30 Self-Sealing Tire Action
A. Nail punctures tire B. Nail is pulled out C. Sealing compound flows into the hole

31 Retreads Used tires that have had a new tread vulcanized to the old carcass, or body Large truck tires are often recapped because of the high cost of new truck tires

32 Run-Flat Tires Use extremely stiff sidewall construction
Still usable with a loss of air pressure Tire will still retain most of its shape because the sidewall is strong enough to support vehicle weight

33 Run-Flat Tires

34 Tire Inflation Monitoring System
Often used with run-flat tires Pressure sensors are mounted on each wheel If tire pressure is not correct, the wheel sensor produces a radio signal Signal is received by a module that turns on a dash warning light

35 Pressure Sensor

36 System Operation

37 Wheels Designed to support the tire while withstanding loads from acceleration, braking, and cornering Made of steel, aluminum, or magnesium Lightest weight is desirable to reduce “unsprung” weight, improving handling

38 Wheel Assembly

39 Aluminum or magnesium wheels are often called “mags”
Mag Wheels Aluminum or magnesium wheels are often called “mags”

40 Drop-Center Wheel Allows for easier installation and removal of the tire Center of the wheel is smaller in diameter than the rim When installing a tire, it can fall into the recess, then, the other side of the tire bead can be forced over the rim

41 Note the smaller diameter in the center of the rim
Drop-Center Wheel Note the smaller diameter in the center of the rim

42 Dimensions of a Wheel

43 Safety Rims Small ridges on the rim hold the tire on the wheel during a tire blowout or flat

44 Valve Stems and Cores Valve stem Valve core Valve cap
pressed into a hole in the wheel of a tubeless tire to allow inflation and deflation Valve core spring-loaded air valve that is threaded into the valve stem Valve cap protects the air valve and stem threads from dirt, moisture, and damage

45 Valve Stem Assembly Valve stem snaps into the hole in the wheel
Press fit forms an airtight seal Valve core screws into the valve stem body

46 Lug Nuts, Studs, and Bolts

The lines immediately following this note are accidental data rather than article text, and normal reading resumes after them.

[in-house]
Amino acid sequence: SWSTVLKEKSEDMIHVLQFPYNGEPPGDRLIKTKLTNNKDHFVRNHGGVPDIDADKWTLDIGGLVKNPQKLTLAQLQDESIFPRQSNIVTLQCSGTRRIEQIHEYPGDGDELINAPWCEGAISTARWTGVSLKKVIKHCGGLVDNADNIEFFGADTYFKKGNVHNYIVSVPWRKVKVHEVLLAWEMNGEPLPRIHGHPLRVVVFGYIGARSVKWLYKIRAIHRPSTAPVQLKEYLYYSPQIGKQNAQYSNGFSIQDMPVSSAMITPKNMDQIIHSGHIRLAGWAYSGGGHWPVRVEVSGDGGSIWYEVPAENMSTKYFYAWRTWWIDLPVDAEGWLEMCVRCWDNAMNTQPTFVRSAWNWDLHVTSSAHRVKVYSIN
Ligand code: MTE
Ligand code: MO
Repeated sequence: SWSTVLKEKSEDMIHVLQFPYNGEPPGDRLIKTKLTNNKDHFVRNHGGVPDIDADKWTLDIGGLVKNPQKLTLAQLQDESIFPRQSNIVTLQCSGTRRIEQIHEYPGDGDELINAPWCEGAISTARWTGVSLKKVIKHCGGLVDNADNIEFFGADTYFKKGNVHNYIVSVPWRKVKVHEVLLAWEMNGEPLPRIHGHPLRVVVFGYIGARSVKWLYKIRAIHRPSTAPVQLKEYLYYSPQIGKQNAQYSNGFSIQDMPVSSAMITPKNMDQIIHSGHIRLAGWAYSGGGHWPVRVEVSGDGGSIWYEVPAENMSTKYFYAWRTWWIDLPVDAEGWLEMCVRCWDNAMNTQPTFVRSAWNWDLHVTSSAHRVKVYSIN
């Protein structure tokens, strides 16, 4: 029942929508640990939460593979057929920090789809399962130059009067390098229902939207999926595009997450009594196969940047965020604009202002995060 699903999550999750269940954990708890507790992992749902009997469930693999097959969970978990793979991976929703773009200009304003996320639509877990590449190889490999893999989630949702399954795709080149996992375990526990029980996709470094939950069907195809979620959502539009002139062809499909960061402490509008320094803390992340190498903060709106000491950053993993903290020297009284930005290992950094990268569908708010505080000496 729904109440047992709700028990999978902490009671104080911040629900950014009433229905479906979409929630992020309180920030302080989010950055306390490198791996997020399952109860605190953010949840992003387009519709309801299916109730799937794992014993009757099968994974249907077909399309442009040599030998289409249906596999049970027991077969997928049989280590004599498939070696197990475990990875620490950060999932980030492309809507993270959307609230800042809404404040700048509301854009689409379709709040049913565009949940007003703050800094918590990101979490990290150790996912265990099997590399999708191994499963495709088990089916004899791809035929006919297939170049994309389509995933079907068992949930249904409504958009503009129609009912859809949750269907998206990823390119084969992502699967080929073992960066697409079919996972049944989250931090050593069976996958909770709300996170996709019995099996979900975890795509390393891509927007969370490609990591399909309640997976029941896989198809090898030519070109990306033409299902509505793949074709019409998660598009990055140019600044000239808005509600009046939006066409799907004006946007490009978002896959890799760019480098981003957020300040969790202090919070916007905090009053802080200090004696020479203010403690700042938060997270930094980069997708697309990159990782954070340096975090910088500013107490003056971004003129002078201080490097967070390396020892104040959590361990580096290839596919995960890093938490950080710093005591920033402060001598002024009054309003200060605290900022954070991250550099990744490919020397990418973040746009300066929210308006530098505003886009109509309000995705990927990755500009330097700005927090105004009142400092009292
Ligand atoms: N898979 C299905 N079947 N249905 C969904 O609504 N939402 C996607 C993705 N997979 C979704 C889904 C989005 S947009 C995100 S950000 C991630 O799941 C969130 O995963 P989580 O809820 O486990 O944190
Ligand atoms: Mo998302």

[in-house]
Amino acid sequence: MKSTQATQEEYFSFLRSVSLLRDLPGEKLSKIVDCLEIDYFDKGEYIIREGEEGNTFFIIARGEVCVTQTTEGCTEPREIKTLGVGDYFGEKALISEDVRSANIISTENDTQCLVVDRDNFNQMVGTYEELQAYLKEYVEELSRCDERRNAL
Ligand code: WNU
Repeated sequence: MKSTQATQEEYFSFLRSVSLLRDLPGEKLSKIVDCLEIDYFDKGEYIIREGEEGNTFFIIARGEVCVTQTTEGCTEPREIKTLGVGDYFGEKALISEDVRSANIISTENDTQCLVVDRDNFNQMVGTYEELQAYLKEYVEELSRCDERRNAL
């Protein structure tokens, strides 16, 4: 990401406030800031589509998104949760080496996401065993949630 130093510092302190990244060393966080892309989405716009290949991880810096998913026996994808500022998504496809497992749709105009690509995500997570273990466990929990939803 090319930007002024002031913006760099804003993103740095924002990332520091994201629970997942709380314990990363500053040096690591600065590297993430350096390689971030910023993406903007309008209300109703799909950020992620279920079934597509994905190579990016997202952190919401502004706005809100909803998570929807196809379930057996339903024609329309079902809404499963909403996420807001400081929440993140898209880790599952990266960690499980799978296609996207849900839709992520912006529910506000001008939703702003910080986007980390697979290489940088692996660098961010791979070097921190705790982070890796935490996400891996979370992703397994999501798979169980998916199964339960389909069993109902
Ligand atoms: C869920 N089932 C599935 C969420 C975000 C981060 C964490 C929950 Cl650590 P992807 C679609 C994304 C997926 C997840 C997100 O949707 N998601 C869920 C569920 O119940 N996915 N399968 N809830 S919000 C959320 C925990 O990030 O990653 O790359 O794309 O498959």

hold the wheel and tire assembly on the vehicle Lug studs special studs that accept the lug nuts Lug bolts used instead of nuts screw into threaded holes in the hub or axle flange

47 Lug Nut and Stud Stud is pressed into the hub or axle flange
If metric or left-hand threads are used, markings will normally be given

48 Wheel Weights Small lead weights
Attached to the wheel rim to balance the wheel-and-tire assembly Used to offset a heavy area of the wheel and tire

49 Hub and Wheel Bearing Assemblies
Allow the wheel to turn freely around the spindle, in the steering knuckle, or in the bearing support Most wheel bearings are tapered roller bearings or ball bearing

50 Tapered Roller Bearing
Lubricated with high-temperature grease

51 Balls allow parts to rotate with a minimum amount of friction and wear
Ball Bearing Balls allow parts to rotate with a minimum amount of friction and wear

52 Hub and Wheel Bearing (Nondriving Wheels)
Spindle is stationary, providing a mounting place for the wheel bearings, hub, and wheel Hub is partially filled with grease to lubricate the bearings Nut on the end of the spindle allows adjustment of the bearing preload

53 Hub and Wheel Bearing (Nondriving Wheels)

54 Hub and Wheel Bearing (Nondriving Wheels)
Used on the front of rear-wheel-drive cars or the rear of front-wheel-drive cars

55 Hub and Wheel Bearing (Driving Wheels)
Axle shaft rotates inside a stationary support Drive shaft fits through the center of the bearings Hub is splined to the axle shaft Ball bearings are lubricated by thick, high- temperature grease

56 Hub and Wheel Bearing (Driving Wheels)

57 Hub and Wheel Bearing (Driving Wheels)
Commonly used on the front of front-wheel- drive vehicles

58 Hub and Wheel Bearing (Four-Wheel Drive)
Front drive axle extends through a stationary spindle Special free-wheel, or locking hub transfers power from the axle to the hub- disc assembly when in four-wheel-drive

59 Hub and Wheel Bearing (Four-Wheel Drive)
Front axle, brakes, hub, and wheel bearing assembly

Download ppt "Tire, Wheel, and Wheel Bearing Fundamentals."

Similar presentations

Ads by Google